study examines danger posed by having residents assist with surgery

The prospect of having major surgery is unnerving. In fact, this discomfort can understandably increase if you learn that a surgical resident will be taking part in your procedure. After all, they are relatively inexperienced and you don’t want to become another victim of medical malpractice.

However, is this really a realistic concern? In particular, are procedures involving surgical residents — meaning medical school graduates receiving training in a specialty — really more likely to result in serious complications or death?

While some studies have suggested that this is indeed the case, a group of researchers at the Cleveland Clinic weren’t so sure and decided to conduct their own investigation into the matter.

What did they discover?

After examining data on over 60,000 surgeries performed at U.S. hospitals from 2005 to 2007, the researchers concluded that patients undergoing a surgical procedure with a resident assisting are not at an elevated risk of suffering serious complications or death.

In fact, the researchers found that the risk of patients suffering serious complications — infection, bleeding, etc. — in surgeries involving a resident was slightly below six percent, the exact same rate for surgeries conducted without residents present.

Similarly, the researchers determined that the risk of patient death in surgeries involving a resident was .18 percent, while the risk of patient death in surgeries without residents present was .2 percent.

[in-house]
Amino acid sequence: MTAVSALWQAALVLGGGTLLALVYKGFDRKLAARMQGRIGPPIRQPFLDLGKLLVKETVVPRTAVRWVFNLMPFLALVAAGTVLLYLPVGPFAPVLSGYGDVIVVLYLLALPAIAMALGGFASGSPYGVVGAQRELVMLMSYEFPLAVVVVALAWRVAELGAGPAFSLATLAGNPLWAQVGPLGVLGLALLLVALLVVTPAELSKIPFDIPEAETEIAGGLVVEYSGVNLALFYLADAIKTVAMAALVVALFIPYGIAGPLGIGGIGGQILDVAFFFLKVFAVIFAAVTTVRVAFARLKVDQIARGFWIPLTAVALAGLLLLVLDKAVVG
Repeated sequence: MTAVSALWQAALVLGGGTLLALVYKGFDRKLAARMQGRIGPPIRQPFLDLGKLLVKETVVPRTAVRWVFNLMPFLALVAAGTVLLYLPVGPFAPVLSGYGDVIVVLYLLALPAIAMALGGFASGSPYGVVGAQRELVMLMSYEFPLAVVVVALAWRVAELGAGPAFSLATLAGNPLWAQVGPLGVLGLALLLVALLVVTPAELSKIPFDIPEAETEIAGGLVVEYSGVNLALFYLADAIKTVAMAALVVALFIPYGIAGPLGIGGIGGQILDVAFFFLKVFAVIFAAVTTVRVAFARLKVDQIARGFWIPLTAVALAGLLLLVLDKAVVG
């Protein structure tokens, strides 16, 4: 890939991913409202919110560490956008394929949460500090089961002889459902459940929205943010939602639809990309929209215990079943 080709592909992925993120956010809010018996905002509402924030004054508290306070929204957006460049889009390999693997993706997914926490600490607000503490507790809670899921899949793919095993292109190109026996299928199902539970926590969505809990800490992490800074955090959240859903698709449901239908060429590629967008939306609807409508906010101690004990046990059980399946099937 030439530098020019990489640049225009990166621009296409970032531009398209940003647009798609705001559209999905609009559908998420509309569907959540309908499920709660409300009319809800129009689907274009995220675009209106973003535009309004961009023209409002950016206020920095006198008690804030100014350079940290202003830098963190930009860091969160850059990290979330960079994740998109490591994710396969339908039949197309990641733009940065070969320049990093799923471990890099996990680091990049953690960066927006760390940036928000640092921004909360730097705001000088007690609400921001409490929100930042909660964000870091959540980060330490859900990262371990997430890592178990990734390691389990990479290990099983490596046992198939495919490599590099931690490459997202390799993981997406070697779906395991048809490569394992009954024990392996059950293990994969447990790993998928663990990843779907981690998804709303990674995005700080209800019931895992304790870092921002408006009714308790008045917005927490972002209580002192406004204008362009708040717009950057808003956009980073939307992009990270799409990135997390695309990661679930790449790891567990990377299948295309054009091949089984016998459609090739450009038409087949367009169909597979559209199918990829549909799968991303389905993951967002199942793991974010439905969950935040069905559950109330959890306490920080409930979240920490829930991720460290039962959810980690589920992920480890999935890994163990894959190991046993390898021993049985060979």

“This shows that resident participation is safe,” said Dr. Ravi Kiran, the primary author of the report, which was published in Annals of Surgery.

While the results of this study may be seen as encouraging, it is important to remember that physicians of all skill levels — from the newest resident to the chief of staff — can still make mistakes and that these mistakes are especially devastating if they are made during surgery. For those who have seen firsthand the damage medical negligence can do, data suggesting residents may be no more likely than experienced surgeons to commit serious errors is hardly comforting.

If you believe you have been the victim of medical malpractice or a surgical error, consider talking to a legal professional to discuss your options. You may not be able to undo the damage, but you can seek the justice you deserve.

Source: Reuters, “Having a trainee surgeon in operations is safe: study,” Amy Norton, Aug. 15, 2012

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